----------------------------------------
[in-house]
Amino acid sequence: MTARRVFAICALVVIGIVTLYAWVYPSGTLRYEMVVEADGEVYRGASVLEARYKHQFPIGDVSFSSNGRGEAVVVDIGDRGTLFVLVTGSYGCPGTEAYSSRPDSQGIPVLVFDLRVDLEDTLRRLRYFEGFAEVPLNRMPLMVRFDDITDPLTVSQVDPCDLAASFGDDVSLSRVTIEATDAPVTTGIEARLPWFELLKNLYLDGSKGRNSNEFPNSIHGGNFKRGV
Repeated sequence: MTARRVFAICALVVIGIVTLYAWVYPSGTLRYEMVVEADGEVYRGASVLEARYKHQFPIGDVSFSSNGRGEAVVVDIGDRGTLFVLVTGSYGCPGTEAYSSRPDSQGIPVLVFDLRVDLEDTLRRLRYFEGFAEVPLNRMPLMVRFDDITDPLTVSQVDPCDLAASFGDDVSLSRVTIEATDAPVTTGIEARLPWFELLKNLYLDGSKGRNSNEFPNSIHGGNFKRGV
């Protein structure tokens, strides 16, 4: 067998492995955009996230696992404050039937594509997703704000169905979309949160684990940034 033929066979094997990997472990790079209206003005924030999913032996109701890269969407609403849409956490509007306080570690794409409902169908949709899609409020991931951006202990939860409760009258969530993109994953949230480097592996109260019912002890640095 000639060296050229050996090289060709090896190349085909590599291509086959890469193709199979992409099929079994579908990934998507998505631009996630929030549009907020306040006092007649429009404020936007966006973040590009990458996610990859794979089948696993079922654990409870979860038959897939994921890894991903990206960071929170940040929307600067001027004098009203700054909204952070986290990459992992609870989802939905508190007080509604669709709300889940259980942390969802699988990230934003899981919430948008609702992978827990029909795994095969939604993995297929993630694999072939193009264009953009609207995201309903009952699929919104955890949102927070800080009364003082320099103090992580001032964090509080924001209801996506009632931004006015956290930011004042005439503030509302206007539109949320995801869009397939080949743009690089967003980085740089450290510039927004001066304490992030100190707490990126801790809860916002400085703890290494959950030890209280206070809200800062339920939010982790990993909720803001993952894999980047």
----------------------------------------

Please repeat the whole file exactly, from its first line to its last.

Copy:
[in-house]
Amino acid sequence: MTARRVFAICALVVIGIVTLYAWVYPSGTLRYEMVVEADGEVYRGASVLEARYKHQFPIGDVSFSSNGRGEAVVVDIGDRGTLFVLVTGSYGCPGTEAYSSRPDSQGIPVLVFDLRVDLEDTLRRLRYFEGFAEVPLNRMPLMVRFDDITDPLTVSQVDPCDLAASFGDDVSLSRVTIEATDAPVTTGIEARLPWFELLKNLYLDGSKGRNSNEFPNSIHGGNFKRGV
Repeated sequence: MTARRVFAICALVVIGIVTLYAWVYPSGTLRYEMVVEADGEVYRGASVLEARYKHQFPIGDVSFSSNGRGEAVVVDIGDRGTLFVLVTGSYGCPGTEAYSSRPDSQGIPVLVFDLRVDLEDTLRRLRYFEGFAEVPLNRMPLMVRFDDITDPLTVSQVDPCDLAASFGDDVSLSRVTIEATDAPVTTGIEARLPWFELLKNLYLDGSKGRNSNEFPNSIHGGNFKRGV
């Protein structure tokens, strides 16, 4: 067998492995955009996230696992404050039937594509997703704000169905979309949160684990940034 033929066979094997990997472990790079209206003005924030999913032996109701890269969407609403849409956490509007306080570690794409409902169908949709899609409020991931951006202990939860409760009258969530993109994953949230480097592996109260019912002890640095 000639060296050229050996090289060709090896190349085909590599291509086959890469193709199979992409099929079994579908990934998507998505631009996630929030549009907020306040006092007649429009404020936007966006973040590009990458996610990859794979089948696993079922654990409870979860038959897939994921890894991903990206960071929170940040929307600067001027004098009203700054909204952070986290990459992992609870989802939905508190007080509604669709709300889940259980942390969802699988990230934003899981919430948008609702992978827990029909795994095969939604993995297929993630694999072939193009264009953009609207995201309903009952699929919104955890949102927070800080009364003082320099103090992580001032964090509080924001209801996506009632931004006015956290930011004042005439503030509302206007539109949320995801869009397939080949743009690089967003980085740089450290510039927004001066304490992030100190707490990126801790809860916002400085703890290494959950030890209280206070809200800062339920939010982790990993909720803001993952894999980047």